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Microbial Forensics, Disaster Response Video Games, Benghazi Car Bombing

Topics in this issue include microbial forensics, disaster response video games, the Chernobyl Exclusion Zone, and CBRNE training exercises at DRDC Suffield.

In This Article

They’re Super Healthy, But Dying of Heart Disease. What’s Happening to Astronauts?

They were among the healthiest people in the country, but several Apollo astronauts succumbed early in life to heart disease — and deep space radiation may be to blame, according to a study published Thursday in Nature’s Scientific Reports. STAT News >>

Every Baby Born in 2016 Contains Atom Bomb Radiation — Here’s Why

Hundreds of bombs detonated in the open air (and several more in the ocean) during the heyday of atmospheric nuclear testing — with thousands more tests conducted underground. The 1963 Partial Test Ban Treaty put a stop to exposed American and Soviet explosions, though France and China continued atmospheric tests until 1974 and 1980, respectively. Many countries pursued underground testing through the early 1990s. Only North Korea has detonated a weapon in the 21st Century. Tech Insider >>

Army Releases Disaster Response Video Game

A new Army video game is taking soldiers into the heart of foreign disaster zones and delivering real-world training from their laptop or tablet. A joint task force — including U.S. Army South, the Army Research Laboratory, the office of foreign disaster assistance and the Army games for training program — has put Disaster Sim into the hands of soldiers after two years of research and development. Armed with Science >>

UN Meeting Says: Time to Negotiate a Nuclear Ban Treaty

For decades, countries without nuclear weapons have called on countries with nuclear weapons to do things — from reducing numbers to sharing information. These nuclear free countries have done things themselves — to verify that they are not trying to build nuclear weapons. There are only a very few exceptions — Iran, Syria, North Korea — but otherwise this non-proliferation regime has held up. HuffPost >>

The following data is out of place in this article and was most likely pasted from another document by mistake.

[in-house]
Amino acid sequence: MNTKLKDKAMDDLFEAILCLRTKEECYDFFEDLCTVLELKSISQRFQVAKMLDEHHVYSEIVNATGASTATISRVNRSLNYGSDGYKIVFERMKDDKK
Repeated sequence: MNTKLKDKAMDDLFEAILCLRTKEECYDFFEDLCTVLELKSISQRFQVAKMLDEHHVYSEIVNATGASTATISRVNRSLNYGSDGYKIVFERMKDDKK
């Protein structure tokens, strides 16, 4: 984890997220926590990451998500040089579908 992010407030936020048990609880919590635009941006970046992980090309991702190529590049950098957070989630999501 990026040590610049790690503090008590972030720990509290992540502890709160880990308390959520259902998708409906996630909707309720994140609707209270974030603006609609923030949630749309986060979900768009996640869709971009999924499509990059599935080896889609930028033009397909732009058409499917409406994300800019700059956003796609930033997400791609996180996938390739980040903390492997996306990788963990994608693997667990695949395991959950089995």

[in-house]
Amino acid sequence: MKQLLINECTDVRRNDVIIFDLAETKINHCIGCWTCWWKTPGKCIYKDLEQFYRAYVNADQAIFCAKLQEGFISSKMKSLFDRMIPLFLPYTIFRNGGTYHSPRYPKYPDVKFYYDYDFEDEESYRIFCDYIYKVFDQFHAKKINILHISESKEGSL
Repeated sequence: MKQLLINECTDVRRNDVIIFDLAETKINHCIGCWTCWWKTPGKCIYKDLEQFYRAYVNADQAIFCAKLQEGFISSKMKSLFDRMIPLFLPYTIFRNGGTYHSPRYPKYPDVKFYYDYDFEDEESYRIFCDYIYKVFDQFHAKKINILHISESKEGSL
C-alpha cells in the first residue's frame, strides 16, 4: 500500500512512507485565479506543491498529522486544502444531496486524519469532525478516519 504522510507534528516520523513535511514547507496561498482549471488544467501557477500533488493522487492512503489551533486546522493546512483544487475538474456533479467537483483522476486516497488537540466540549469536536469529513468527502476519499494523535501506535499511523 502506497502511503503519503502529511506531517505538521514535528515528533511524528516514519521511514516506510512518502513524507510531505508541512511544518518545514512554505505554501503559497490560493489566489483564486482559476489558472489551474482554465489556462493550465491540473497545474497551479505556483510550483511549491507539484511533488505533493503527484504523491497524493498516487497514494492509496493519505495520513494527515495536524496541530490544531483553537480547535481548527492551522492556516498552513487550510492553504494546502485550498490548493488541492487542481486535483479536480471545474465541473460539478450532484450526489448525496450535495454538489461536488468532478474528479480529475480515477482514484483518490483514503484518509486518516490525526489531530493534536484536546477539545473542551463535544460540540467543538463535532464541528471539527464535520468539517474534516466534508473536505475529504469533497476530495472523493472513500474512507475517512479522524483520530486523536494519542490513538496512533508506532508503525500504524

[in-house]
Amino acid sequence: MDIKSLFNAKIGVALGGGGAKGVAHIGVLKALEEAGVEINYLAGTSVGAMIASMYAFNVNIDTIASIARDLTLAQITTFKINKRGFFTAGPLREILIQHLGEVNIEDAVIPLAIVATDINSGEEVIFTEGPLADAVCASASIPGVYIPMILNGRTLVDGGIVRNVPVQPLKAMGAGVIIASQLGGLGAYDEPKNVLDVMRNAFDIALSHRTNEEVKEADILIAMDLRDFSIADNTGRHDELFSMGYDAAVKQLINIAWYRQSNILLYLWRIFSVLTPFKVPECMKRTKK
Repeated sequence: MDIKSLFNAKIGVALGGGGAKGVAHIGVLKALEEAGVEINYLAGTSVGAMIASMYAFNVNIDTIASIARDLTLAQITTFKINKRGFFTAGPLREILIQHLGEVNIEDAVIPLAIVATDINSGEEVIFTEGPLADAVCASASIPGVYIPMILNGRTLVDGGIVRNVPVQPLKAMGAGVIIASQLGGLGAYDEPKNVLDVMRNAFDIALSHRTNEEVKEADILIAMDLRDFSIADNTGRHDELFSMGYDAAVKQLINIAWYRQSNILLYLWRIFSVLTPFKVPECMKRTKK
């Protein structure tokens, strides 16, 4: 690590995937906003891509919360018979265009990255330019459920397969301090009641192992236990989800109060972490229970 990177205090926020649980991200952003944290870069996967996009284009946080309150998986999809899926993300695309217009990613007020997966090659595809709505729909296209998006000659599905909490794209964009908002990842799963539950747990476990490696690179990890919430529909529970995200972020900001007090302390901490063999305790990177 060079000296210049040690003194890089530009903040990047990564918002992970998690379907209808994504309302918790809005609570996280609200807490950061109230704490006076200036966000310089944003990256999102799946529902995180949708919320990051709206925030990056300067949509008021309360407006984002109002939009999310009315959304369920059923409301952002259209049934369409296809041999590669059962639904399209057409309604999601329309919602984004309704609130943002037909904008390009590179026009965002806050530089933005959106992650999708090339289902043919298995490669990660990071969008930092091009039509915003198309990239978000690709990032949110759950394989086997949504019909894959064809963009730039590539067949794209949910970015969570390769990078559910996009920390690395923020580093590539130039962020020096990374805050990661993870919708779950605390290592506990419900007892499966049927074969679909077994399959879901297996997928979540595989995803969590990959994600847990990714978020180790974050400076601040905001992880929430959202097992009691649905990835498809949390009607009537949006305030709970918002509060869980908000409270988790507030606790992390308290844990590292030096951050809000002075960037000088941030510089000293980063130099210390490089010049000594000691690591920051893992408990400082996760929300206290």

Chernobyl Has Turned Into an Unlikely Poster Child for Environmentalism

a new legacy has begun to blossom from the ashes of the Chernobyl Exclusion Zone (CEZ), the 1,000-square-mile territory surrounding the remains of the ill-fated Ukrainian power plant and its neighboring city of Pripyat. Once the site of the worst nuclear disaster in history, Chernobyl is becoming an unlikely poster child for sustainable energy and environmental renewal. War Is Boring >>

Why We Might Only Be a Hack Away from Nuclear Disaster

How close are we nuclear disaster? Experts say it could only be a hack away. Eric Schlosser, the author behind Fast Food Nation, has tackled our risk for nuclear disaster in his 2013 book, Command and Control. Schlosser says that nuclear weapons are one of the greatest advancements yet also the greatest threats to U.S. civilization and our well-being. Fortune >>

Car Bombing in Benghazi Kills 23 People

A Libyan hospital official says 23 people have been killed and dozens wounded in a suicide car bombing in the eastern city of Benghazi. The official says that bodies are still arriving at the hospital in the aftermath of the bombing Tuesday evening in the al-Qawarsha district on the outskirts of the city. For the past two years, fighting has been raging in Benghazi between forces under the command of Brig. Gen. Khalifa Hifter and Islamic militias. Time >>

Rescuers Say Toxic Gas Dropped On Syrian Town Where Russian Helicopter Shot Down

A Syrian rescue service operating in rebel-held territory said on Tuesday a helicopter dropped containers of toxic gas overnight on a town close to where a Russian military helicopter had been shot down hours earlier. Reuters Canada >>

More Than 400 Government Files Missing from National Archives

More than 400 government documents have gone missing from the National Archives in the last four years. They include Foreign Office files from the 1970s on “military and nuclear collaboration with Israel” and a 1947 letter from Winston Churchill. BBC News >>

Expansion of Microbial Forensics